Scholar to present ‘A Cure for Racial Inequality in American Health Care’ at Rice’s Baker Institute Jan. 23

MEDIA ADVISORY

Jeff Falk
jfalk@rice.edu
713-348-6775

Scholar to present ‘A Cure for Racial Inequality in American Health Care’ at Rice’s Baker Institute Jan. 23

HOUSTON – (Jan. 14, 2019) – Health law expert Dayna Bowen Matthew, a professor at the University of Virginia School of Law, will speak at Rice University’s Baker Institute for Public Policy Jan. 23 on strategies for reducing health care disparities. Her presentation will be based on findings from her book, “Just Medicine: A Cure for Racial Inequality in American Health Care.”

DAYNA BOWEN MATTHEW

The event, hosted by the Baker Institute’s Center for Health and Biosciences and the Office of Women and Minority Faculty Inclusion at the University of Texas MD Anderson Cancer Center, is free and open to the public; visit www.bakerinstitute.org/events/1981 to register.

Who: Dayna Bowen Matthew, the William L. Matheson and Robert M. Morgenthau Distinguished Professor of Law and the F. Palmer Weber Research Professor of Civil Liberties and Human Rights at the University of Virginia (UVA) School of Law. Matthew also holds an appointment in the UVA School of Medicine’s Department of Public Health Sciences.

Dr. Quianta Moore, fellow in child health policy at the Baker Institute, will give welcoming remarks. Elizabeth Travis, associate vice president of women and minority faculty inclusion at the University of Texas MD Anderson Cancer Center, will introduce Matthew.

What: A presentation titled “Just Medicine: A Cure for Racial Inequality in U.S. Health Care.”

When: Wednesday, Jan. 23, 6-7:15 p.m. A reception will be held at 5:15.

Where: Rice University, James A. Baker III Hall, Doré Commons, 6100 Main St.

Houston, home of the world-renowned Texas Medical Center, draws many of the country’s brightest medical students and professionals as well as patients who travel from all over the world seeking life-saving care. Yet many Houstonians still face barriers in gaining access to health care, and many more suffer from poor health, with striking differences in health levels across ethnic, socioeconomic and age groups, event organizers said. Several factors contribute to these health disparities, including the conditions in the places where people live, learn and work. However, research shows that even when minorities have the same incomes, insurance coverage and medical conditions as whites, they receive notably poorer care, organizers said.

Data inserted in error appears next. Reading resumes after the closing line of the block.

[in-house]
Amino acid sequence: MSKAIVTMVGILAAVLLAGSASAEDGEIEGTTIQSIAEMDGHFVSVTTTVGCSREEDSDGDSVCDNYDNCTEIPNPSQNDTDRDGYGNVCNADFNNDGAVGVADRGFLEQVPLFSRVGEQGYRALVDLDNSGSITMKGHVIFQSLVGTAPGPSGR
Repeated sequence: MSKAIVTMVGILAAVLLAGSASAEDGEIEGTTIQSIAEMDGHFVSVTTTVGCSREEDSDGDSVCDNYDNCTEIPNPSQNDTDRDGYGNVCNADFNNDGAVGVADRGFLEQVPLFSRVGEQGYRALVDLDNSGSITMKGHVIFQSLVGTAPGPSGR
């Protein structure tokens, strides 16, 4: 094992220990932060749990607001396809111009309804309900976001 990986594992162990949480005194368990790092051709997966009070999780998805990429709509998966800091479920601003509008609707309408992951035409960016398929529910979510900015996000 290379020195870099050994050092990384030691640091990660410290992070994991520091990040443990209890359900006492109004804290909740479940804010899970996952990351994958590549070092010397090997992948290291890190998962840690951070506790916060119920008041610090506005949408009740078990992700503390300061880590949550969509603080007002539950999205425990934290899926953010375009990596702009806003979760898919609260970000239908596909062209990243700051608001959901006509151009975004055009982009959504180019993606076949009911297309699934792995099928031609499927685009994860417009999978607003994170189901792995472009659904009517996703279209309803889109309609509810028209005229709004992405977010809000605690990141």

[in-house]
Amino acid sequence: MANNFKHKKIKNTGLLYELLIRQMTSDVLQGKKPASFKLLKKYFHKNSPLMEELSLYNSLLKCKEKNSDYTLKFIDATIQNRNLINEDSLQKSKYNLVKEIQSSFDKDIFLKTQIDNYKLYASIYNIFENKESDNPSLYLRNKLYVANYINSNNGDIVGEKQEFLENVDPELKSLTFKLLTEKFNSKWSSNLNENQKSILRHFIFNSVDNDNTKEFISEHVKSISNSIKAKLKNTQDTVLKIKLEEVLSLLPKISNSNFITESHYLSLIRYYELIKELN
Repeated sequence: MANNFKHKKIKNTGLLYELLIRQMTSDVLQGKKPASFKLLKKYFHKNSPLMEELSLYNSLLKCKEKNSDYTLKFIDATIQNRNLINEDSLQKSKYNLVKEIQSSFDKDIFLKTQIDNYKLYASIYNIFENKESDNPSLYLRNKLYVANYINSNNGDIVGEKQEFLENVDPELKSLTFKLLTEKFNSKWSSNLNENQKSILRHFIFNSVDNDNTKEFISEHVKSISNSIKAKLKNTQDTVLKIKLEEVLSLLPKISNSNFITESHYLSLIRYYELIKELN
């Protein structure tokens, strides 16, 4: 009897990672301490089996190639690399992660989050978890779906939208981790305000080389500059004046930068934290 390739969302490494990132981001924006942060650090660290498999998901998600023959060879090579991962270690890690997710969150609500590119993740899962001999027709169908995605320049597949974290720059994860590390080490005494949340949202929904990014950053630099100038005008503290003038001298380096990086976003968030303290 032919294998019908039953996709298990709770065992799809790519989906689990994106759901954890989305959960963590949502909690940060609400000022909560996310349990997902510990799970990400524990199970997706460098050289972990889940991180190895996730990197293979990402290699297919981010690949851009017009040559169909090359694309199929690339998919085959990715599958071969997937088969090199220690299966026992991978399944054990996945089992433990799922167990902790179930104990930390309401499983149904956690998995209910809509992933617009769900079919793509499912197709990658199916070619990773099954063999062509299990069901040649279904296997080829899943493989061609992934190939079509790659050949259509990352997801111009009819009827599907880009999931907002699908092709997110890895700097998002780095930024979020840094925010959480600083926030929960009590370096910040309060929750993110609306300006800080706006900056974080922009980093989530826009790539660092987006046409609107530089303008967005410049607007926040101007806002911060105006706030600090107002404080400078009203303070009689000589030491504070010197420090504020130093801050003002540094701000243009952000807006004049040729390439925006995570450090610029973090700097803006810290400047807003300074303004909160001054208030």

A live webcast will be available at the event page, www.bakerinstitute.org/events/1981.

Members of the news media who want to attend should RSVP to Jeff Falk, associate director of national media relations at Rice, at jfalk@rice.edu or 713-348-6775.

For a map of Rice University’s campus with parking information, go to www.rice.edu/maps. Media should park in the Central Campus Garage (underground).

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Founded in 1993, Rice University’s Baker Institute ranks among the top three university-affiliated think tanks in the world. As a premier nonpartisan think tank, the institute conducts research on domestic and foreign policy issues with the goal of bridging the gap between the theory and practice of public policy. The institute’s strong track record of achievement reflects the work of its endowed fellows, Rice University faculty scholars and staff, coupled with its outreach to the Rice student body through fellow-taught classes — including a public policy course — and student leadership and internship programs. Learn more about the institute at www.bakerinstitute.org or on the institute’s blog, http://blogs.chron.com/bakerblog.

About Jeff Falk

Jeff Falk is associate director of national media relations in Rice University's Office of Public Affairs.